On June 30th, 1882, the assassin Charles Guiteau was hanged in Washington, DC, almost a year to the day after his fatal shooting of President James A. Garfield. In March of 1949, North Carolina musician and folk song collector Bascom Lamar Lunsford traveled to Washington to record for the Library of Congress, and the many songs he recorded there included two topical ballads concerning the assassination of Garfield and execution of Guiteau. The epic narrative of the assassination “Mr. Garfield”, recorded on March 23rd, would later be popularized by Johnny Cash (you can watch him perform it on The Johnny Cash Showhere). Lunsford introduces it:
I first heard it about 1903 when I visited the home of Mr. A.W. Williams, who lived on the edge of Henderson County, North Carolina… Anderson Williams, a young man, picked it and played it on the banjo… Once after I heard one stanza by another person. That’s the only two people I ever heard sing the song, besides myself.”
Mr. Garfield clip
The very next day Lunsford recorded a ballad sung from the perspective of the condemned man:
This is another assassination song, known as “Charles Guiteau”. I’ve known this all my life.”
Clips from Emrich Duncan’s Songs and Ballads of American History and the Assassination of Presidents (SFC FC-545 and CD-906).
Well, it seems there really was a Stetson hat. And one cold night in 1895, William “Billy” Lyons and Lee Shelton (otherwise known as “Stack Lee”) fought over that hat in what would become one of the most infamous altercations in folk history. You know which one of them walked away, because Mississippi John Hurt, Ma Rainey, Champion Jack Dupree, Woody Guthrie, The Fruit Jar Guzzlers, Furry Lewis, and countless others immortalized the story in song.
The Southern Folklife Collection has recordings of the grim tale by at least 30 different musicians; there’s a version for every taste. In the mood for a little Hawaiian guitar? Sol Hoopii recorded an instrumental version in 1926: Sol Hoopii – Stack O Lee Blues clip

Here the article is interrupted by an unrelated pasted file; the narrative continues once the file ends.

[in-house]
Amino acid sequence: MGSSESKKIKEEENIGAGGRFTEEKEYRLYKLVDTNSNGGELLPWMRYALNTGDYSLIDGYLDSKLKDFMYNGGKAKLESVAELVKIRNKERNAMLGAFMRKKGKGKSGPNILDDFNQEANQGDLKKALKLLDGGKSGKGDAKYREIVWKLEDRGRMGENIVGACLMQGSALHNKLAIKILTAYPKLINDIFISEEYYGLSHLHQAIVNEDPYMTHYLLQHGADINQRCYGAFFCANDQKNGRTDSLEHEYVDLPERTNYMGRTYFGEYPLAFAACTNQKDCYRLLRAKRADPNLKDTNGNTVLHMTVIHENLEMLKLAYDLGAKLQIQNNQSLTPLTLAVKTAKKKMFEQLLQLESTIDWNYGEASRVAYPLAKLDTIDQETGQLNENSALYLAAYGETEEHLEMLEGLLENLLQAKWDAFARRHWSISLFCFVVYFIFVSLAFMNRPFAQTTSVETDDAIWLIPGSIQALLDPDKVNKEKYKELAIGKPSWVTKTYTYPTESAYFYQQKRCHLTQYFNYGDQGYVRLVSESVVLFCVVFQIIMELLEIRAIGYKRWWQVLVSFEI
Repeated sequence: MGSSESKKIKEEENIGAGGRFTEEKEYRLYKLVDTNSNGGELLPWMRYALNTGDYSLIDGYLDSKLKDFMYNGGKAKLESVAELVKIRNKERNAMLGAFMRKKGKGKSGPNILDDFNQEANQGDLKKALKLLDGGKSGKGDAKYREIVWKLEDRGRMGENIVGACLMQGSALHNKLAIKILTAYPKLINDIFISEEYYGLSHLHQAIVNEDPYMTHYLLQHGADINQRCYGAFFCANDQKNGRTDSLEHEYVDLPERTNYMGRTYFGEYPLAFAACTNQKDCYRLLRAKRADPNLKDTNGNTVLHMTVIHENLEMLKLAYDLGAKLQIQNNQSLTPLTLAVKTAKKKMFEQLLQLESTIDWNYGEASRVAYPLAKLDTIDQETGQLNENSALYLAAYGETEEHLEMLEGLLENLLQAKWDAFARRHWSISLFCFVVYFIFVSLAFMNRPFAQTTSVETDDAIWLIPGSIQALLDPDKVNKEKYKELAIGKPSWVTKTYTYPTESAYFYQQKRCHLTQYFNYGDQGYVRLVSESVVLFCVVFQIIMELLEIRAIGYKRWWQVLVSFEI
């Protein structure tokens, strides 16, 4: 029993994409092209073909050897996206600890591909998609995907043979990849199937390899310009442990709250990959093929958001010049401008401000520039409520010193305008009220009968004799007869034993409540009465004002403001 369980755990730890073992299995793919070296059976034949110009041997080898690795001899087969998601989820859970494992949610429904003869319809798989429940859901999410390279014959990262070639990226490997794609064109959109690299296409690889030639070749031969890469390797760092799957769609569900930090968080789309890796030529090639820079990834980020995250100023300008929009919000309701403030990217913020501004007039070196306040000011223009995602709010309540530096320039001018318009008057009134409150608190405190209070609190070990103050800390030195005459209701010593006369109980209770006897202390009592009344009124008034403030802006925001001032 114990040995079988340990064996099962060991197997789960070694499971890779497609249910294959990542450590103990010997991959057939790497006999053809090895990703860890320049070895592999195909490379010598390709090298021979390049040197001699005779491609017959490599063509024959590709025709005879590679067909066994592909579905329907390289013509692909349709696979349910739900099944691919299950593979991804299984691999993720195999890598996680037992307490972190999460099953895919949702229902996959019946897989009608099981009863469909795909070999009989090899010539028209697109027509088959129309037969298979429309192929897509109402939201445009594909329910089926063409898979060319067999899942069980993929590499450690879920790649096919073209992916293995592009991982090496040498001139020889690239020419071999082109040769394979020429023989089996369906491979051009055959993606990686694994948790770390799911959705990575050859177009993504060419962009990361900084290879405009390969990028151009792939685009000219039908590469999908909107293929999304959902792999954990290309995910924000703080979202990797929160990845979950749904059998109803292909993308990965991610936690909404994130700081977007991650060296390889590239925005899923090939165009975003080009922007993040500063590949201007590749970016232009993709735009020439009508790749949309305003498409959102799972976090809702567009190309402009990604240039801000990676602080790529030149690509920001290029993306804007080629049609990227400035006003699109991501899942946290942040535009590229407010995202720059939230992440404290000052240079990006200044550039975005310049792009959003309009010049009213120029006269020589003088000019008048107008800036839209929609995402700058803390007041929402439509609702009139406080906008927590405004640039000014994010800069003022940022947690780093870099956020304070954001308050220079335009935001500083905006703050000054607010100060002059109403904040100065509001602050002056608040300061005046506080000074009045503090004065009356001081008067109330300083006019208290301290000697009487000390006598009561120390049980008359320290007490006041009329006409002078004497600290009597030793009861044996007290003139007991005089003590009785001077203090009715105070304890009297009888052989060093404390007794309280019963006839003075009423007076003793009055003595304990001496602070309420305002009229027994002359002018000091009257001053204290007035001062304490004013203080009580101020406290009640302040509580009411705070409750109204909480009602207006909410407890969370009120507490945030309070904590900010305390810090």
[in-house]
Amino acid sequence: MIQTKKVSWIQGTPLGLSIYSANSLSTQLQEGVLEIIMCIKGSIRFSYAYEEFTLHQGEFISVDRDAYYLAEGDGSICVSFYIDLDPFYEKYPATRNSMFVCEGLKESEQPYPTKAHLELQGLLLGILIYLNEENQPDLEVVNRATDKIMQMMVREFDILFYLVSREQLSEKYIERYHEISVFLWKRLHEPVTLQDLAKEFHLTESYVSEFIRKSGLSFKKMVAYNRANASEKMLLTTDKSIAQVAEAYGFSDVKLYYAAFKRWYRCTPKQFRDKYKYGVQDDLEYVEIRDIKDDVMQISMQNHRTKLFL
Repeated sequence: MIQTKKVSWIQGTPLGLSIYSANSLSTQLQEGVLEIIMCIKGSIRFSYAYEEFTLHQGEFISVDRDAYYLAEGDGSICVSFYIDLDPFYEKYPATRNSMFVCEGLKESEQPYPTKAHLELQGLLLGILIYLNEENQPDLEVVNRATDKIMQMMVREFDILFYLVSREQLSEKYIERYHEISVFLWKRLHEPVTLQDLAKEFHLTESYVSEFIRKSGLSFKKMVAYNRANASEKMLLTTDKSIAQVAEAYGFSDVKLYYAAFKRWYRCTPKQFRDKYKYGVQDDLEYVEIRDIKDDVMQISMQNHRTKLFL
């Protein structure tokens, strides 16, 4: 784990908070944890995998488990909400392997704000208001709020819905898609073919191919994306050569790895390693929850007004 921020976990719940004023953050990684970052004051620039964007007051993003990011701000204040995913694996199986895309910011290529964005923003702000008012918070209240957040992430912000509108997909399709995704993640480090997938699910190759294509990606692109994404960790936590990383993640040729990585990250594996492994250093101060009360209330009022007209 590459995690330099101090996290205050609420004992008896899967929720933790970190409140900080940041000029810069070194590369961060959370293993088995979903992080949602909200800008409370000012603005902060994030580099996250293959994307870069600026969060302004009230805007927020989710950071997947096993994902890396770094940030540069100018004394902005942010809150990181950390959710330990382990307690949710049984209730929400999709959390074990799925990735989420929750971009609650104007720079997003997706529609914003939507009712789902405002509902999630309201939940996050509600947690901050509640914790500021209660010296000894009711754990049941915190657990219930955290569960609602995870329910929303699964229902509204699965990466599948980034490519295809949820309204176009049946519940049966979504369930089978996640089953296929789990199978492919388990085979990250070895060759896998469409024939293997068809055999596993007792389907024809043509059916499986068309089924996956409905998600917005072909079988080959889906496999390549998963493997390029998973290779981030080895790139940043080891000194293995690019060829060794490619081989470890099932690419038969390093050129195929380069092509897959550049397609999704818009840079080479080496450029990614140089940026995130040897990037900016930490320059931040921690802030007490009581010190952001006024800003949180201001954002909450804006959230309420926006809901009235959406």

(Clip from SFC FC-4006, Master of the Hawaiian Guitar)
Want something with a little more blues flavor? Try Ma Rainey’s iconic 1925 telling of the tale: Ma Rainey Stack O Lee clip
(clip from SFC CD-3845, Ma Rainey’s Black Bottom)
Mississippi John Hurt got in on the act in 1928, and brought the song to live audiences throughout the country in the 1960s: Mississippi John Hurt Stagolee
(clip from SFC CD-4025, Before The Blues: The Early American Black Music Scene)
Maybe that’s where Doc Watson heard it – he recorded his own old-timey version in 1967: Doc Watson Stackolee clip
(clip from SFC FC-14460, Ballads From Deep Gap)
Many more versions can be found in the Southern Folklife Collection’s online catalog, and you can read more about the true story in Cecil Brown’s Stagolee Shot Billy.
In August of 1931, police arrested a Quiet Dell, West Virginia shopkeeper named Harry Powers on suspicion of murder. Powers had been exchanging love letters with an Illinois widow who had responded to a “lonely hearts” ad he had posted under the pseudonym Cornelius O. Pierson, and the widow was now missing. Police searching his garage found blood stains and a noose, prompting them to excavate a drainage ditch near Powers’ yard. In the ditch were found the bodies of the widow, her three children, and another woman who had answered Powers’ personal ad.